TBPLS no more
again Shawn, i'm in total agreement. only thing that might vary due to our different circumstances: as somebody who's spent more than my share of time inside the hallways, offices, and payrolls of engineering/development firms in austin is that i can't count the number of times i've heard "it's just shooting a few points, how come we can't get it tomorrow/after lunch/for free/just tell me where you keep the gear and i'll go do it myself."
that attitude- which is very real and very pervasive among the "i had to take a surveying class at UT/A&M/Tech when i got my engineering degree" crowd- coupled with the fact that, as licensed surveyors, those of us who theoretically will be at it for a couple more decades stand to see a fairly substantial uptick in the demand for our services. the resultant fee schedules are going to be pretty enticing for those guys who got a few required credit hours back in their younger days...
Posted by: Shawn Billings
Personally I don't see too many engineers wanting to do what we do. As Norman points out, many States already have combined PE/RPLS boards. It is a far better outcome than being put under the general board of licensure.
None of the 3 states I am licensed in allows engineers to survey boundaries on the basis of their Engineering licenses. In Oregon they once could, but it was sunsetted beginning in the mid '70s, and so far as I know nobody has proposed bringing it back. Engineers can test for a survey license, and often do. Enough fail that testing to make a great case for why Engineers should not just be awarded a survey license.
The general mood in government these days is less regulation and less spending to regulate. I will keep my opinions on that to myself. It's just a statement about the way it is.
I seriously doubt Texas has some nefarious group of engineers plotting the takeover of surveying. I've worked in over a dozen states, most of which have a combined board. The engineers have shed survey functions in nearly all of them. None have had a serious move to license PEs as LSs for several decades.
They will keep charging the same fees and provide less service. I have a complaint that has been under investigation since 2015 and still no resolution. The guy is still surveying. I doubt a merged board is going to be more effective. The State should have let the TBPLS to keep more of its money to hire a full-time investigator instead of milking it for revenue for the general fund.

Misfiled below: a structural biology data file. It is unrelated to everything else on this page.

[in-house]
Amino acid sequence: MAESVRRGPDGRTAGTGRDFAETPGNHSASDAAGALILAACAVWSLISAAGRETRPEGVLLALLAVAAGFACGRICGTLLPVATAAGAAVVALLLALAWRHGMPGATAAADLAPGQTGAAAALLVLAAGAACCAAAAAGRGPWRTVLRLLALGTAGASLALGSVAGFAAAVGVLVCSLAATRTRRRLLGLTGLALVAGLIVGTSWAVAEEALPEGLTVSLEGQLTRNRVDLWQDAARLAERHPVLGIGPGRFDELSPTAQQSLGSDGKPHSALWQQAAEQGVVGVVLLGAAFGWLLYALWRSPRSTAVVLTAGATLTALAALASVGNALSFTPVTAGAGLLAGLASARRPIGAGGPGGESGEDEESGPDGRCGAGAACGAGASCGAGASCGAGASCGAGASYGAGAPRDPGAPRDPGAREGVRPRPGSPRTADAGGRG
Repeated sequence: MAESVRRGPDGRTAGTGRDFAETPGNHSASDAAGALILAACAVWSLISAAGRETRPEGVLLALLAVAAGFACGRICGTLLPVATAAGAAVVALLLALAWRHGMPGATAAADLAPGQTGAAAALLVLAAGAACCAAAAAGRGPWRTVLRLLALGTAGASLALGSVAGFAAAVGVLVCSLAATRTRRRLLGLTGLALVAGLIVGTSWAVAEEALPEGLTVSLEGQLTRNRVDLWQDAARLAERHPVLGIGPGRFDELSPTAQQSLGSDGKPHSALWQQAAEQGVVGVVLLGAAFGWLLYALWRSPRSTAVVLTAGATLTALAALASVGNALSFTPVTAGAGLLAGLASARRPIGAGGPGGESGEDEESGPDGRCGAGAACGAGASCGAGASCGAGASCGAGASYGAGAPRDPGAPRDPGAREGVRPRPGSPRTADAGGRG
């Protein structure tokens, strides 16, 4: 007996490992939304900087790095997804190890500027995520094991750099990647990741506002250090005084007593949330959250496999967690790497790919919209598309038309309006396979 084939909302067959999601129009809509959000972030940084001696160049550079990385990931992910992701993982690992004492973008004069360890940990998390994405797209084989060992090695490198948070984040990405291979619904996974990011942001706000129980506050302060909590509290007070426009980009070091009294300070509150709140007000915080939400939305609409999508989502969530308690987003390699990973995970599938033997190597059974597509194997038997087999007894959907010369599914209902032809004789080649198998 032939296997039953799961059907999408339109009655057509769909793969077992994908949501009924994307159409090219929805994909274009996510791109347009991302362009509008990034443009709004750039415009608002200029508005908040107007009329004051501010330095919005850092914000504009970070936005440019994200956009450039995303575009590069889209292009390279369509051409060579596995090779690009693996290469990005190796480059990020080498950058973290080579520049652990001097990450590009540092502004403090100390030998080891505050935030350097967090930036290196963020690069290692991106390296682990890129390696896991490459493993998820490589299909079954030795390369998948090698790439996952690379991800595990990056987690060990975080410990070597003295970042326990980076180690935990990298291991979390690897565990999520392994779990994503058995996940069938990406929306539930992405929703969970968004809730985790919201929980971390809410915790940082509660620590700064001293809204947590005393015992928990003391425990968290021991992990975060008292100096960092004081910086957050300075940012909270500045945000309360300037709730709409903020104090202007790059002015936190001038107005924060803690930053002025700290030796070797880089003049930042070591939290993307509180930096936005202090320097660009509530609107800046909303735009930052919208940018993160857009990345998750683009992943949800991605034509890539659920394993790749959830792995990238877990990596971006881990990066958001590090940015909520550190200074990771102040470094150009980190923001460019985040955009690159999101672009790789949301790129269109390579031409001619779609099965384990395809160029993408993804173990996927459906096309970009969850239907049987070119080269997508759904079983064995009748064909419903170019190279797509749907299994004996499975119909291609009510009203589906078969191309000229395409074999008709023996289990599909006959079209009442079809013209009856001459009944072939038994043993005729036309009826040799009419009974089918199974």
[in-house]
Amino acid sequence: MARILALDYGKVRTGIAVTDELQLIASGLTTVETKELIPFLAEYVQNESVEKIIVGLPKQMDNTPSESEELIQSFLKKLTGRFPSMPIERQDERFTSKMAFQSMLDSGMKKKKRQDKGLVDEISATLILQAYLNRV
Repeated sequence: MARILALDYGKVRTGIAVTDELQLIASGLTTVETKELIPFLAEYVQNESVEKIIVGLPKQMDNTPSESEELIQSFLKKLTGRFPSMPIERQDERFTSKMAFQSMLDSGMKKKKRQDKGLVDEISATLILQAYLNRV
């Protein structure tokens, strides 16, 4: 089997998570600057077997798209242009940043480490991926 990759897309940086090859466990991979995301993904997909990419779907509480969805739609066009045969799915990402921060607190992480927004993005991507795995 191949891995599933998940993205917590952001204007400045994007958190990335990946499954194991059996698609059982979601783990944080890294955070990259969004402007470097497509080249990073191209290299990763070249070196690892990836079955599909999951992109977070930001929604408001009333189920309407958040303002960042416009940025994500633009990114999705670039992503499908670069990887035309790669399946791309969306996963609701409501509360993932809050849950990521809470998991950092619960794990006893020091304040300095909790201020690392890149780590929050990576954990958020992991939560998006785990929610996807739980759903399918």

Our state has a combined board - Architects, Engineers, Land Surveyors, Landscape Architects, and the Public. There are 11 members. Initially I thought this was not a good idea. In fact, it seems to work really well. The regulations that come out of the Board are considered from the perspective of other design professionals.
In the case of Alaska, the combined board works very well - but I'd be leery of bringing too many groups to the Board - Board members have to learn about the issues of other professions with enough depth to contribute meaningfully to the discussion. Too many professions would make this nearly impossible, meetings would last forever, and very little would get accomplished.
Some Combined Board Benefits:
1. Better discussion - You have to make a case that's valid from the perspective of multiple professions: It's one thing for a surveyor to have to convince other surveyors that some reg is good for the public vs. convincing other design professionals. It's impressive what the Engineers, Architects, and Landscape Architects have supported when they've had the chance to listen to and question the Land Surveyors on the Board.
2. More clout - Politicians and building officials generally respect the decisions of a Board more if that board is comprised of multiple professions - the regs aren't just good for the surveyors: surveyors and engineers and ... think the reg a good idea.
3. Even more clout - the Board represents many more registrants (I'd guess it's at least 5x - someone from Texas probably knows the number). More constituents = stronger voice.
4. Better public notice - all Board constituents are notified of the changes - this improves the chances that registrants are aware of all reg changes will be recognized and followed.
5. More professional acceptance - There are representatives from key design professions that have in-depth knowledge of why reg changes come about - these are the Board members who are typically well connected in the design community - when the engineers here about why a reg doesn't allow them to perform surveys the initial reaction used to be "protectionism". But when an engineer from the Board explains that they don't have education, experience, or testing on the topics required to do some professional activity then other engineers listen a little closer - this is a fellow engineer advocating the surveyors position (I've seen civil engineers tell other engineers that it's just not worth using GPS - get someone who is competent with geodesy, projections, coordinate systems, etc. and avoid the headache and potential liability.) This has also been important in getting the word out to GIS only folks who are practicing land surveying - many of them are working for engineers.
6. Perceived as less biased -The regs and decisions of the Board don't smell protectionist because they are approved by representatives from multiple professions.
At the end of the day, I believe the combined board puts out better vetted regs which are more readily accepted because of the diversity on the Board.
This should be viewed as a great opportunity - it make take a few generations of Board members to yield real cooperation and benefits, but if everyone has the right attitude - protect the public - then it'll work.